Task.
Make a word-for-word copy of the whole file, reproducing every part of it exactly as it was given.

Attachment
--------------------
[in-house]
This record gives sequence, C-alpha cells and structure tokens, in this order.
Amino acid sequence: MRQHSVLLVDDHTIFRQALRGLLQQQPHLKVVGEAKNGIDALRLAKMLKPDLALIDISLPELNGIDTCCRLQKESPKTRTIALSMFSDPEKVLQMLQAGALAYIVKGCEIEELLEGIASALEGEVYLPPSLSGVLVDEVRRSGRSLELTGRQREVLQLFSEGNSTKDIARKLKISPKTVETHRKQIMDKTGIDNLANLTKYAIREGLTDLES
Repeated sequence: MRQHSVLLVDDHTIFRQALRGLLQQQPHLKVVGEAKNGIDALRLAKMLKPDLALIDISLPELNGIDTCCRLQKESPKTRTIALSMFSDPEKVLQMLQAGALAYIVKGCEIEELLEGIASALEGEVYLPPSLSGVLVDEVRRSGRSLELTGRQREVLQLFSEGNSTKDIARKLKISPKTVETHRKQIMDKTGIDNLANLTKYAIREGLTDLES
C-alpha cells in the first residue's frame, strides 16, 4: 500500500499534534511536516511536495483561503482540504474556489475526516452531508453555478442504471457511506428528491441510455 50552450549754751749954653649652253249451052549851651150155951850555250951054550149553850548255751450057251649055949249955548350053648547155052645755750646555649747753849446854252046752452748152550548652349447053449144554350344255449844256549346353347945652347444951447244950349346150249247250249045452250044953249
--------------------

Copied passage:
[in-house]
This record gives sequence, C-alpha cells and structure tokens, in this order.
Amino acid sequence: MRQHSVLLVDDHTIFRQALRGLLQQQPHLKVVGEAKNGIDALRLAKMLKPDLALIDISLPELNGIDTCCRLQKESPKTRTIALSMFSDPEKVLQMLQAGALAYIVKGCEIEELLEGIASALEGEVYLPPSLSGVLVDEVRRSGRSLELTGRQREVLQLFSEGNSTKDIARKLKISPKTVETHRKQIMDKTGIDNLANLTKYAIREGLTDLES
Repeated sequence: MRQHSVLLVDDHTIFRQALRGLLQQQPHLKVVGEAKNGIDALRLAKMLKPDLALIDISLPELNGIDTCCRLQKESPKTRTIALSMFSDPEKVLQMLQAGALAYIVKGCEIEELLEGIASALEGEVYLPPSLSGVLVDEVRRSGRSLELTGRQREVLQLFSEGNSTKDIARKLKISPKTVETHRKQIMDKTGIDNLANLTKYAIREGLTDLES
C-alpha cells in the first residue's frame, strides 16, 4: 500500500499534534511536516511536495483561503482540504474556489475526516452531508453555478442504471457511506428528491441510455 50552450549754751749954653649652253249451052549851651150155951850555250951054550149553850548255751450057251649055949249955548350053648547155052645755750646555649747753849446854252046752452748152550548652349447053449144554350344255449844256549346353347945652347444951447244950349346150249247250249045452250044953249